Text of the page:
It makes the peas taste funny,
but it keeps them on my knife.

Posted by: Steven Den Beste in Engineer's Disease at 10:27 AM | Comments (2) | Add Comment
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December 09, 2014

I've discovered a new Illuminati!

I think I know the truth about the recent hysteria regarding campus rape. It's...

Fat YAOI fangirls!

Their sinister plot is to make it so terrifying and risky to be a heterosexual male that all the guys will give up on women and turn to each other for comfort. And then the Fat YAOI fangirls will have achieved in the real world the fantasy they had been reading about!

Explains a lot, doesn't it?

UPDATE: I assume most of my readers know this, but やおい yaoi is a Japanese acronym for yama nashi, ochi nashi, imi nashi which means "no climax, no point, no meaning". So even the Japanese are contemptuous of it. What is it? It's the term for mangas about male homosexuals, aka "boy's love". And in Japan the main audience for yaoi is middle-aged married women. In America the stereotype is that it's girls in their teens and twenties who are overweight, hence "fat YAOI fangirls". As a group they're known for wandering around anime conventions carrying YAOI paddles, and quite frankly I don't want to know why.

Every group of freaky fans has someone they look down on ("Yeah, we're strange, but those guys are really strange!"), and for most otaku it would be furries. But I think even furries look down on fat YAOI fangirls.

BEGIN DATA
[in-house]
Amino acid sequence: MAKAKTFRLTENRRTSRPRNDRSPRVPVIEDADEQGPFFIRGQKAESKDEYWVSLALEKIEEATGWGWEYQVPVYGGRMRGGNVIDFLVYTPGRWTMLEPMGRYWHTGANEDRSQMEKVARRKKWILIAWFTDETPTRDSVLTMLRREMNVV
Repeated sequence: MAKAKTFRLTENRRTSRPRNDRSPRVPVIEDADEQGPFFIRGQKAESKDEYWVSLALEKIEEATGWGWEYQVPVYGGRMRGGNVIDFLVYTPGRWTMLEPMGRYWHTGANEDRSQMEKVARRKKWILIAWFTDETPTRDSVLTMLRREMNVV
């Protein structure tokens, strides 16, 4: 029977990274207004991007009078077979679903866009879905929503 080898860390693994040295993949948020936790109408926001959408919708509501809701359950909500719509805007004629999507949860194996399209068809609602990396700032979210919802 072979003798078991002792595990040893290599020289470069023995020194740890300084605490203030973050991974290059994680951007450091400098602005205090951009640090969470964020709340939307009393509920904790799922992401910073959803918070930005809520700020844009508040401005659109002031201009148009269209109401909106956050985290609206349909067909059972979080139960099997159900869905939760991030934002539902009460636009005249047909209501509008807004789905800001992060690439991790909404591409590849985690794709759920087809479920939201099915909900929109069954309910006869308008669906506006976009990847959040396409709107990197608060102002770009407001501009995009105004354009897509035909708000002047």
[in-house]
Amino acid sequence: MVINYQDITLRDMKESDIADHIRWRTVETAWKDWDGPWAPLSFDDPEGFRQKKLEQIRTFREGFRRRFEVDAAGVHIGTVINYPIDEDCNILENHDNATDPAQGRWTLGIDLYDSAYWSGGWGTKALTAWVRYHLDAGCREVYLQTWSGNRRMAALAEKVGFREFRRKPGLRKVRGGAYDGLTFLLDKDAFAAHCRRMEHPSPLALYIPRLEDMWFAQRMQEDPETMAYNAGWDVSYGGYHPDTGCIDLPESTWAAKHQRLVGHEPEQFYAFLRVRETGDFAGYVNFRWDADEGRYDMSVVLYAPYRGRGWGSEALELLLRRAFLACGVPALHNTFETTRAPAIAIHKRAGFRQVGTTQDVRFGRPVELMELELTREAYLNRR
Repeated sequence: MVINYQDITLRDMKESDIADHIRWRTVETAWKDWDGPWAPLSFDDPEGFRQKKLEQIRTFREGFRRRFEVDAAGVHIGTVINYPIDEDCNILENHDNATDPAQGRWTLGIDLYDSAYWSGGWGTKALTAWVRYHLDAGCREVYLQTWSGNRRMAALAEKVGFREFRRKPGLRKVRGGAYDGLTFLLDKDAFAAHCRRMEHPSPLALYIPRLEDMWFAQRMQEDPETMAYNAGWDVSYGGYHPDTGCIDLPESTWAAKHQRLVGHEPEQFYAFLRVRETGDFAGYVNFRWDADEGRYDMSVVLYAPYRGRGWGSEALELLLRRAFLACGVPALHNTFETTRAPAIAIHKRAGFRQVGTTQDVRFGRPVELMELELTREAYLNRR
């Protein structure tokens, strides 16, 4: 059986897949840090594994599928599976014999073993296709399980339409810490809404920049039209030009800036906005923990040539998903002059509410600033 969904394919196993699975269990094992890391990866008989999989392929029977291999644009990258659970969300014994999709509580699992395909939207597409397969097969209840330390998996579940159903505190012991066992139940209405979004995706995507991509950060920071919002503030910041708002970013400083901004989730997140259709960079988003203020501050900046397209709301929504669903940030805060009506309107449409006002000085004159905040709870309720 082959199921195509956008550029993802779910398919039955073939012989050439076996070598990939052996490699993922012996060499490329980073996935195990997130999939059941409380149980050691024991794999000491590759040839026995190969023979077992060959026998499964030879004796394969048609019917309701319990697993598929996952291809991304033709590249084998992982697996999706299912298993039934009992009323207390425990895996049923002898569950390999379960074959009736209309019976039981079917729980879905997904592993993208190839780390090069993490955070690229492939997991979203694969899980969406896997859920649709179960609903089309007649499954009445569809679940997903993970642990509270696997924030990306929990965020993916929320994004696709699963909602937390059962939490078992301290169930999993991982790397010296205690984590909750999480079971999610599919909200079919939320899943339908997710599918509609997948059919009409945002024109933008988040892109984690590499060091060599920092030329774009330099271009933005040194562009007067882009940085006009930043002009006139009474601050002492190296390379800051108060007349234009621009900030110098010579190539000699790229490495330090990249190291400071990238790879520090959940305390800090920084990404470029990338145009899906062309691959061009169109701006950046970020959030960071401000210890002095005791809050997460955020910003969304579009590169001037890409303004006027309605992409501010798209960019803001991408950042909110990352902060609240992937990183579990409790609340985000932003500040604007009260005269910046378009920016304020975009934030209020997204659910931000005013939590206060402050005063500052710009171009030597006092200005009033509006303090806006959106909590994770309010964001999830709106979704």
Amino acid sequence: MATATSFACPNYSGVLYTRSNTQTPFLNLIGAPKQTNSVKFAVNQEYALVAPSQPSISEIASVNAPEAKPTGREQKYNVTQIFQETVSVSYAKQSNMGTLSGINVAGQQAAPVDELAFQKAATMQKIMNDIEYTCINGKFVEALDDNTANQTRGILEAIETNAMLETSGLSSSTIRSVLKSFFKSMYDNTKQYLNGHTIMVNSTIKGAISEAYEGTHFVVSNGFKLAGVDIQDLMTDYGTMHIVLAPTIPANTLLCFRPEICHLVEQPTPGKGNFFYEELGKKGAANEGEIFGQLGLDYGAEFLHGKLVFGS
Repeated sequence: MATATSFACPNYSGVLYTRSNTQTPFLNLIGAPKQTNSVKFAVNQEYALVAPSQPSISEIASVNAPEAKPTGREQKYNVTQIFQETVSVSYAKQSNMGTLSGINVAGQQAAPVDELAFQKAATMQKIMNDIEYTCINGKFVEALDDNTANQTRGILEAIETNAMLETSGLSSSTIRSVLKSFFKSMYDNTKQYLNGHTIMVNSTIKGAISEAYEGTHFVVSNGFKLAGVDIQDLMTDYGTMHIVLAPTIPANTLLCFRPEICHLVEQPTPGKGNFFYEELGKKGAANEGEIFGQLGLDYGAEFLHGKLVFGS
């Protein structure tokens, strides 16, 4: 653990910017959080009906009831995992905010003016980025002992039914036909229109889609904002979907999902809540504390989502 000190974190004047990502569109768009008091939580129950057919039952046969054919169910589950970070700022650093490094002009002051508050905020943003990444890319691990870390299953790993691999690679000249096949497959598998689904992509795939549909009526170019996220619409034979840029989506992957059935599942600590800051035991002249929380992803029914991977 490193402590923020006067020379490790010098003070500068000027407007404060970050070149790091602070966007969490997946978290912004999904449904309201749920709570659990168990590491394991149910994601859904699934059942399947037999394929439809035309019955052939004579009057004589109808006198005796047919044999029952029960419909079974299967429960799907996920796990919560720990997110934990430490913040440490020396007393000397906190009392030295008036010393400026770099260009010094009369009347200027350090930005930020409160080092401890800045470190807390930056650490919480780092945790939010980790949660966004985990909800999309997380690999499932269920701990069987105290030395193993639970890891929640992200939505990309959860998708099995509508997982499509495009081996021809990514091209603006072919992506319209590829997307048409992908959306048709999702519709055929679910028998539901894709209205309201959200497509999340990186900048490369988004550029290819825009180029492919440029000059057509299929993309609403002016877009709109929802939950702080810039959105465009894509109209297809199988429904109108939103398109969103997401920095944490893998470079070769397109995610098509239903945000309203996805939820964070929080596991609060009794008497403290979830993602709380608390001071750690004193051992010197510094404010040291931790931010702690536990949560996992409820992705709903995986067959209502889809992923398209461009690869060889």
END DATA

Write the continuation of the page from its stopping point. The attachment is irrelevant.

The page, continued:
Posted by: Steven Den Beste in Engineer's Disease at 01:13 PM | Comments (8) | Add Comment
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May 05, 2014

Dog Days -- speculation

What happened to all their parents? Doesn't it seem strange that all three kingdoms are currently ruled by teenage (or preteen) princesses? Where did the adults all go?

Standing outside, maybe it's just a case of Everything is Better with Princesses. But in story terms, is it inexplicable or is it a plot point?


Posted by: Steven Den Beste in Engineer's Disease at 09:04 AM | Comments (6) | Add Comment
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March 26, 2014

To aru kagaku no Refrigerator

I've been watching Railgun S all the way through, and I just spotted a huge logic fail. Below the fold, of course.


Posted by: Steven Den Beste in Engineer's Disease at 08:41 AM | Comments (6) | Add Comment